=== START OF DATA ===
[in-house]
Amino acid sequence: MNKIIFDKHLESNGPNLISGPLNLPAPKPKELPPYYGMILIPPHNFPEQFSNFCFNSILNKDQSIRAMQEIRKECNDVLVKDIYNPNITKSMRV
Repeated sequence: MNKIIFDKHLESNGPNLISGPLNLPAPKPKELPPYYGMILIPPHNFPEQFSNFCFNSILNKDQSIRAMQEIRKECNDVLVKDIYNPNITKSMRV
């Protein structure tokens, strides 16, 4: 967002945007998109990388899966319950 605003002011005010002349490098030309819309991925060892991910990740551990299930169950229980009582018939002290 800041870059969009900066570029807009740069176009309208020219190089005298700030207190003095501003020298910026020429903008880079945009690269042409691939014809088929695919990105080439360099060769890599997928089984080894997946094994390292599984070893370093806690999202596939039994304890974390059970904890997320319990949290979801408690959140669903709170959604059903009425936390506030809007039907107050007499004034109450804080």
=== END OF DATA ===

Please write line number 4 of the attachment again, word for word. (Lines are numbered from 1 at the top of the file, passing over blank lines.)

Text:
């Protein structure tokens, strides 16, 4: 967002945007998109990388899966319950 605003002011005010002349490098030309819309991925060892991910990740551990299930169950229980009582018939002290 800041870059969009900066570029807009740069176009309208020219190089005298700030207190003095501003020298910026020429903008880079945009690269042409691939014809088929695919990105080439360099060769890599997928089984080894997946094994390292599984070893370093806690999202596939039994304890974390059970904890997320319990949290979801408690959140669903709170959604059903009425936390506030809007039907107050007499004034109450804080």